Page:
Amazon has signaled an increased investment in creating and growing its logistics arm. The e-retailer broke out revenues for its logistics operations for the first time in the first quarter of 2017, and earlier this year, the company announced that it will construct a $1.5 billion hub at Cincinnati/Northern Kentucky Airport (CVG) and will partner with German shipping giant Deutsche Post DHL to leverage the shipper’s existing resources at CVG. Amazon has also inked numerous deals to lease freighter aircraft to build out its air cargo fleet and is rumored to be in discussions to purchase as many as 400 new Boeing 767s. The company has also secured warrants to purchase substantial equity in AAWW and ATSG, driving speculation among some analysts that the tech giant may consider acquiring its cargo contractors in the near future.

At the same time, growing issues bubbling beneath the surface at Amazon’s cargo contractors and across the logistics industry threaten to derail the success of Prime Air. Carriers of all types are facing a nationwide pilot shortage that could leave airlines scrambling to replace tens of thousands of pilots expected to retire in the coming years.

Simultaneously, extensive delays in union contract negotiations and years of substandard pay continue to fuel problems at Prime Air’s contractors, including staffing, attrition and recruitment issues at AAWW. The staffing crisis has strained Atlas’ flight operations, leading to significant delays that force the company to reduce pilot rest time to dangerously low levels. The pilots warn that these challenges will only continue to intensify as the company braces for the fourth quarter, when customer demand and operational pressures are expected to surge. In a recent survey of Atlas pilots, 65 percent of surveyed pilots said that they were planning to apply at another airline in the coming year. Many are looking to FedEx and UPS, major delivery companies that offer competitive benefit and pay packages, and ones that Amazon is relying on less and less for its Prime Air business.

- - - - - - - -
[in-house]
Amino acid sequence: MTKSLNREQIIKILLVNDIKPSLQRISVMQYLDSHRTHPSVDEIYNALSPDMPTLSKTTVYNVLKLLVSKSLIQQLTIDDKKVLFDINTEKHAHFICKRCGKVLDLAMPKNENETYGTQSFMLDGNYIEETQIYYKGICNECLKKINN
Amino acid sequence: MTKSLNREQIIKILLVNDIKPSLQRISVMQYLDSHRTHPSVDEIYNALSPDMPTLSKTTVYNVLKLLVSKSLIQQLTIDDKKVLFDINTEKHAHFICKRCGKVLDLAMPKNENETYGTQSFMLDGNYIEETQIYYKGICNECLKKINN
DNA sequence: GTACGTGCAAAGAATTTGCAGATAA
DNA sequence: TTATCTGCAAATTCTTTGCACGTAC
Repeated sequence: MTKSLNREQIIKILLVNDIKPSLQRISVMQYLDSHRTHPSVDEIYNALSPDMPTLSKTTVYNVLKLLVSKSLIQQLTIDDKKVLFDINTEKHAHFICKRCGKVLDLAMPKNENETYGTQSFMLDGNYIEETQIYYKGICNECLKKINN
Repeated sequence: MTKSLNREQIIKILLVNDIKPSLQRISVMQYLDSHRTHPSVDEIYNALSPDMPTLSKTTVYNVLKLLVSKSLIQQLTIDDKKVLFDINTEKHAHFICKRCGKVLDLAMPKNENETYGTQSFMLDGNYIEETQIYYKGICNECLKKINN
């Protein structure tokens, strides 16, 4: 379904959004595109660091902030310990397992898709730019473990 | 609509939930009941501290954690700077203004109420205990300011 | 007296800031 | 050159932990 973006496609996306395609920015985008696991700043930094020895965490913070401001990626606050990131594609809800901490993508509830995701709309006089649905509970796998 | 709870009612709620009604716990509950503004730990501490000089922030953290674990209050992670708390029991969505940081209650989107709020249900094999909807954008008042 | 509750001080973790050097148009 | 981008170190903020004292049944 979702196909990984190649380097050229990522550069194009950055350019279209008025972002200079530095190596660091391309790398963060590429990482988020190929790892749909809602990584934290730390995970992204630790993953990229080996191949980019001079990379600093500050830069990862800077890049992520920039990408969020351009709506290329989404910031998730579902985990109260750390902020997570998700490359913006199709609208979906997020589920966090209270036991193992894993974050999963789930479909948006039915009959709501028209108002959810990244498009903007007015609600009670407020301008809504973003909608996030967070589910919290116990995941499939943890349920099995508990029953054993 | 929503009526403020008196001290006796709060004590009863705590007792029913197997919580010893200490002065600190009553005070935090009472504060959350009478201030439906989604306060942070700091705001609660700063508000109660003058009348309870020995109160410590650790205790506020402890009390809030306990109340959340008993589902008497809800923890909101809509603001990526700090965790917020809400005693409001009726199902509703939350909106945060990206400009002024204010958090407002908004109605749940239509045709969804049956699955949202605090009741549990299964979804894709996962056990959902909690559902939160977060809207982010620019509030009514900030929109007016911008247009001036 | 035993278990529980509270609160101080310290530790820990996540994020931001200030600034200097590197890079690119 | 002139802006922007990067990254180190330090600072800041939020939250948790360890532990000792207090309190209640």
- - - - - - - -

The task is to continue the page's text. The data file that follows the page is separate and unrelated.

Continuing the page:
ABX Air, a subsidiary of ASTG and a Prime Air carrier, also faces a critical need to attract new pilots as Amazon’s logistics ambitions grow. Absent a stable pipeline of new pilots, the airline could see increased staffing issues extending over the course of the next decade and throughout the duration of its contracted flying for Amazon, as 20 percent of its current pilots will reach the mandatory retirement age within the next five years. That number is expected to surge to more than 50 percent in the next 10 years.

In August, pilots protested outside of Amazon’s headquarters to alert CEO Jeff Bezos and other executives about the issues simmering beneath the surface at their airlines. In July, pilots raised these concerns directly with customers in the lead up to Prime Day, Amazon’s biggest single-day sales event, with a nationwide advertising campaign. The ads linked to CanAmazonDeliver.com.

In May, pilots protested at the company’s annual shareholder meeting to alert investors of what Quartz described as “bad news in the cutthroat world of e-commerce.” These challenges were also outlined in a letter sent to the Amazon Board of Directors from the International Brotherhood of Teamsters’ General Secretary-Treasurer Ken Hall, which called on the company to work with pilots and the union on solutions to these problems.